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The Adventures of Fishy Waters: In Bed with the Blues
Black history in America was regrettably ignored, if not totally omitted by white educators and chroniclers up until the mid 20th century, it was therefore left to African-American musicians, poets, composers and the countless singers, performers and story-tellers. I'm (thinking collectively of the Harlem Renaissance and dramatists like August Wilson and Lorraine Hansberry. That this was done quite marvelously even miraculously without compromising or diluting what it means to be black in a predominantly white America is as much a demonstration of the universality of the human spirit as it is a testament to what is possible in a nation where racial integrity was destined to reside alongside delayed integration.
What is currently residing at the Crossroads Theatre Company during Black History Month is a disarming one-man entertainment that may not transcend the art of story telling or the singing of songs, but does them proud. It is written and performed by multi-talented musician/singer/story-teller Guy Davis in The Adventures of Fishy Waters: In Bed with the Blues. This is a wonderfully conceived celebration of the oral tradition, the legacy of the traveling hobo, and the singing and playing of the blues as expressed by Davis’s fictional character, hobo Fishy Waters. Without being a spoiler as to how he got that name, let’s just say that that information is disclosed by the very congenial Fishy in one of the many diverting tall tales and tender songs that reflect Fishy Waters’s adventures on-the-road while traveling through the deep South in 1930s Depression Era America.
Although the show has a loose narrative thread, it is mainly comprised of fourteen excellent, melodic, evocative Delta and Ragtime-styled blues songs, as sung by the good-looking, husky-voiced Davis and expertly played on an acoustic guitar. While Davis includes a couple of songs from the traditional blues canon as with “Walkin’ Blues” by the legendary Robert Johnson, most are by Davis and serve as a link and as a musical subtext for some very funny tall tales that some may recognize for also being legendary. Many of the song titles are self explanatory: "Ramblin' All Over," "Railroad Story," "Dust My Broom," "Let Me Stay Awhile," "Come and Get It," as is also the closing and most poignant song "Watch Over Me." Behind these is Davis’s intention to provide glimpses into the yearnings of a young man who at the age of seventeen picks himself up and leaves a life of picking cotton as a tenant farmer and heads for Nashville to make music with his guitar.
That Nashville is not destined to be Fishy’s destination is less important than the masterly performed songs and dramatically told tales, whether of the short or tall variety. It is 1959. The setting (splendidly designed by Sarah L. Lambert) is the backyard of a home where Fishy has gotten temporary work.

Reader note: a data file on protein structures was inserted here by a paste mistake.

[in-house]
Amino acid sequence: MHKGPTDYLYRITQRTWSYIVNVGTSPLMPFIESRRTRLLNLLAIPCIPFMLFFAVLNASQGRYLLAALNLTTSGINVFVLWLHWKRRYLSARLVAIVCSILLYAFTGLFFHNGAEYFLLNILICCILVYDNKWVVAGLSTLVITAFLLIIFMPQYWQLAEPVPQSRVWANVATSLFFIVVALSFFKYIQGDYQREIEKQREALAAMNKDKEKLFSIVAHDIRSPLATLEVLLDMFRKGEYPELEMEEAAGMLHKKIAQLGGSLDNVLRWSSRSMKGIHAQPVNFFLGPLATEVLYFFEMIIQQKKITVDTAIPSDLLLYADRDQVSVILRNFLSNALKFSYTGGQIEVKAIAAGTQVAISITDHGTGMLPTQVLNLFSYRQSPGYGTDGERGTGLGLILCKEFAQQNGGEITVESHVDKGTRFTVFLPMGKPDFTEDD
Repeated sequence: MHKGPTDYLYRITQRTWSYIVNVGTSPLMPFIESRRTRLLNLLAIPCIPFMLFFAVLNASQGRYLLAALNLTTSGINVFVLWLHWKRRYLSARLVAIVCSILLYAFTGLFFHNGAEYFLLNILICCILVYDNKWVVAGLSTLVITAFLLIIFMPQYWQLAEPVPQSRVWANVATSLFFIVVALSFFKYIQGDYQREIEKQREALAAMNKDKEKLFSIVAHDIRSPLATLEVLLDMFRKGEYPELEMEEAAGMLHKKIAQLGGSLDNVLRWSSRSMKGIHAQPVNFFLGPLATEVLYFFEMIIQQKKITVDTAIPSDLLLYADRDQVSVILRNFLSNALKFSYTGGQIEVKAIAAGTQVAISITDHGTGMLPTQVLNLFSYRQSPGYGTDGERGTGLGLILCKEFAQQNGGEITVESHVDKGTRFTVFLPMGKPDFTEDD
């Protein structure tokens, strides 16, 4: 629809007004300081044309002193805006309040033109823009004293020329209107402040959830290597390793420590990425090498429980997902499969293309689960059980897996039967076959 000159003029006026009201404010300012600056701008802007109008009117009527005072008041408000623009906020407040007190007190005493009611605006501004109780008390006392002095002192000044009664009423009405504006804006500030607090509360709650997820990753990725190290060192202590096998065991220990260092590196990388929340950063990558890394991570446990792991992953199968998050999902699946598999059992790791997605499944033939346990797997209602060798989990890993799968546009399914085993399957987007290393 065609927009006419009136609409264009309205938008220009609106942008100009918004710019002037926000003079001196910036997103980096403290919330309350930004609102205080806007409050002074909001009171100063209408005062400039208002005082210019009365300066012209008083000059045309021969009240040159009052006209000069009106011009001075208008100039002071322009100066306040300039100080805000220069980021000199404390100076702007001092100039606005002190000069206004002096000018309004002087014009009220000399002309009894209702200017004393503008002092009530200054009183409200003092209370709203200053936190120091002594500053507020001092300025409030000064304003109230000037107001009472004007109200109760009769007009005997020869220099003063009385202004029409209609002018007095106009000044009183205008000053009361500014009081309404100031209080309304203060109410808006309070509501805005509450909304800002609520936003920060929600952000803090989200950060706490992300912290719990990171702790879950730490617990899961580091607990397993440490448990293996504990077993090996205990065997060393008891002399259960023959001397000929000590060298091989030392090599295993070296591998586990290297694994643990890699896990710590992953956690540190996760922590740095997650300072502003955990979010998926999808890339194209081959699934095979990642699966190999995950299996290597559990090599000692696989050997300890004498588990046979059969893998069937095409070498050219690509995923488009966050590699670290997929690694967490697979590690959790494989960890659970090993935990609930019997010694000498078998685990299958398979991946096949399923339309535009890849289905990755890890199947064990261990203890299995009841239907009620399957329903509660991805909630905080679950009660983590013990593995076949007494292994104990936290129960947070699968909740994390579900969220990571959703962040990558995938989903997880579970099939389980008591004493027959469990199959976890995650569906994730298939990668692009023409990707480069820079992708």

Fishy makes it clear that he is not a bum but a hobo, the difference being a bum won’t work and the hobo takes jobs wherever he can find them. Leaf-strewn with a work bench, an outdoor stove, a table with a working wind-up Victrola and above it all a huge road sign that reads: “World’s Highest Standard of Living. There’s No Way Like the American Way,” picturing a yellow Chrysler. It affords Fishy in his old hat and frayed working clothes, an evocative ambiance. Black and white photos of the 1930s are also projected for added visual effects.
Fishy is just as eager to share a cup of hot coffee with a stranger as he is to offer a nip of something a bit stronger to a receptive member of the audience. More important is his eagerness to recount for us as passer-bys some of the adventures of Fishy Waters as he experienced it. Whether witnessing the escape of convicts from a chain gang with blood hounds in hot pursuit, or coming upon the body of a mutilated young boy hanging from a tree, the victim of a lynching, they and other experiences provide chilling memories of the Jim Crow era. Many other storie are fabulist, very funny and winningly told.
Notwithstanding Davis’s virtuosity with the acoustic guitar, he proves he is a master with the harmonica and uses it for some awesomely onomatopoetic embellishments, such as the sounds of a train going down the tracks, the attitude of pigs, as well as that of a lazy chicken laying an egg (believe it.) Fishy’s hilarious encounters and even conversations with a raccoon, a bird, even a drunken silkworm provide refreshing pauses between his experiences drawn from a life in a time of great suffering and pain. At each sad or happy turn in the road, Davis engages us completely with his talent to amuse, spin a good yarn, as well as give to his own (in addition to the few others) distinctive blues their due.
Davis is no stranger to the Crossroads audience, as he is the son of legendary actors Ruby Dee and Ossie Davis and appeared with them at the theater in Two Ha-Ha’s and a Homeboy in 1995. If you happened to see the glorious 2009 Broadway revival of Finian’s Rainbow, it was Davis who played the harmonica-playing sharecropper who accompanies the ballerina and helps her speak. Apparently The Adventures of Fishy Waters: In Bed with the Blues is show that Davis has been working on for the past twenty years. It has evolved to its most finely polished state under the expert guidance and direction of Ricardo Khan. The beautiful Ruby Dee was present and duly acknowledged at the opening night performance.
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